But suppose every gig attendee could be persuaded to go to a gig a fortnight. That’s not a huge ask, particularly as a lot of these gigs will be in the cheap, £10 or less ticket range. As each act would play two gigs a week that’s 1200 a fortnight, with a total attendance of just 120,000. Which is not a large number at all, particularly when spread across the country.
Now, I have no idea of the exact number of at-least-semi-professional folk acts out there gigging. But it’s not going to be ten times 300. It might be twice as many, maybe even three times. And whether 100 attendees is a reasonable average target is also up for debate. Some would be grateful to get that many on a regular basis, for others (particularly bands) it might not be enough.
But getting the exact figures is just fine-tuning. The point is that, in the light of the regular, well intentioned but sadly-rehashing-the-same-old-arguments threads you see on Facebook and forums about boosting audiences, the actual number of people who need to be enthused might well not be that large. Which doesn’t make the task simple, but it does make it easier than it might appear initially.
The first time I went to a folk gig I was amazed to find that just as things were about to start a bloke got up on stage, said hello, told me who I was going to see, told me how long they’d play for, rambled on for a bit and then finished (eventually) with an unfunny story about the opening act. After the act had finished he got up again, asked me to clap and told me there would be an interval. He then repeated the trick before and after the headliner.
This experience has been replicated at any number of folk gigs since and I have still to see exactly what the point of it is. I know who I’m there to see, I clap as and when I feel it appropriate, not on demand, and I really don’t want to hear anybody’s unfunny and uninteresting anecdotes. In fact I’d go further. Comperes are not merely unnecessary, they’re an annoyance that detracts from the evening. And that’s just the so-so ones. Bad ones (and there are a lot) destroy atmosphere, drone on forever and often (at festivals) have done zero research about who they’re introducing in exchange for their free ticket. Rock bands don’t need this, never have. And nor do folk acts.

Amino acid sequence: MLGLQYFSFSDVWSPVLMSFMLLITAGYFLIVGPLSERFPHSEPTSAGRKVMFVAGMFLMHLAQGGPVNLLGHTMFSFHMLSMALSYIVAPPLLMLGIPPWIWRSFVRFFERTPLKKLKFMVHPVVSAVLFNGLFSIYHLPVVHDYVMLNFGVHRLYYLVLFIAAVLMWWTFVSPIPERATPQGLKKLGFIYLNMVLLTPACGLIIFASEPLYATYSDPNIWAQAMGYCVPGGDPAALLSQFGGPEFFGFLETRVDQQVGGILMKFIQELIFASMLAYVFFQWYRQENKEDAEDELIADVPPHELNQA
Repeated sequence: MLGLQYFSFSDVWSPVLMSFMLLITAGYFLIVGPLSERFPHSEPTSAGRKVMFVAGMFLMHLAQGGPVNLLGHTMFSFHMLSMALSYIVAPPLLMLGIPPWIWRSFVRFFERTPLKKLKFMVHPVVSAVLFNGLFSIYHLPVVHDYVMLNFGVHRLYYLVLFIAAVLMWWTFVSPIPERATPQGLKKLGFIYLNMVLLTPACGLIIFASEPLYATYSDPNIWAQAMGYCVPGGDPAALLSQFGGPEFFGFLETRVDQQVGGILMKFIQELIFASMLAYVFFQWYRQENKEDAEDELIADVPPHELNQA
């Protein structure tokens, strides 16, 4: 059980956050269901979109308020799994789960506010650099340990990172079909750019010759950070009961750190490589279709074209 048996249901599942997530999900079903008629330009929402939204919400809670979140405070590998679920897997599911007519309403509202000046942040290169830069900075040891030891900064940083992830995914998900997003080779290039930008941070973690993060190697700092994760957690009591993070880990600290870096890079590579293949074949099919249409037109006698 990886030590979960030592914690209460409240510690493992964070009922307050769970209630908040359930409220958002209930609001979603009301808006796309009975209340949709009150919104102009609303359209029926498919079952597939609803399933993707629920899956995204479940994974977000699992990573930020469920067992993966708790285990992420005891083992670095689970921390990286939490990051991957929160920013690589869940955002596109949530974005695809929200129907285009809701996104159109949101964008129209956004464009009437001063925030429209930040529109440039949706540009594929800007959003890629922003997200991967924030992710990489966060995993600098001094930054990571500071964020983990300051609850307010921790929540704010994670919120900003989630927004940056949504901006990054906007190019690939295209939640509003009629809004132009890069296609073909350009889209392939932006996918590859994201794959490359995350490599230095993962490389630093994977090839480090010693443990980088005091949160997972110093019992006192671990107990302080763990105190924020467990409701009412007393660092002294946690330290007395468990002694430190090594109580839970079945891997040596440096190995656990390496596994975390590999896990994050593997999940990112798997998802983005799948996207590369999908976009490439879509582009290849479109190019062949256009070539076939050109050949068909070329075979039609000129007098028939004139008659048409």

It’s one of the UK’s great musical anomalies. One the one hand we love American food, films and TV and music. On the other there’s country music, which we think is ridiculous, stereotyping it as Dolly Parton, sequins, stetsons and line dancing. But if you probe a little more deeply you’ll find that the a lot of the people who “don’t like country” do like Springsteen’s Seeger Sessions or love Emmylou Harris or Steve Earle, or regularly play the Eagles Greatest Hits, all of which are of course country of one sort or another. Others are folk fans who love a good ballad or a rapid fire reel, all of which country supplies in abundance. There are as many varieties of “country” as there are folk and as with folk, people can find what suits them.
Often it’s the broad church categorised as “Americana” and for those that have found their way there Maverick is the perfect festival. A beautiful site on a farm park with great food and beer and multiple stages showcasing the best in UK Americana (and the best is very good indeed and can stand toe to toe with anything from across the Atlantic) with a decent sprinkling of ace Americans and Canadians too. I was there last weekend and loved every second. Here’s some pictures to give a flavour, and if you want to see more, here’s lots more. Better still, have a listen to some of the performers. You won’t regret it.
If you’re a folk music fan then you’re living in a golden age. Whether your tastes run to trad, contemporary, nu-, psych or any other of the sub-genres there are great performers out there. Most of them are young too, either actually (under thirty) or relatively (under forty). Which is fantastic because it means they’ll be making great music for many years to come.
But will there be an audience for them? While the performers get younger the audiences seem to be getting older. There are a few cross-over exceptions like Bellowhead, and there are always a smattering of younger people at festivals and gigs but in the main the audiences can best be described as “mature”.
Whether folk music is something you come to later in life after the mosh pit gets too much like hard work, whether with the increasingly tribal nature of music (and indeed the world in general) there’s just too much other stuff going on for those under twenty-five to spend any time on folk, or whether it was always this way (with the possible exception of the Sixties folk revival) I don’t know. But it is worrying.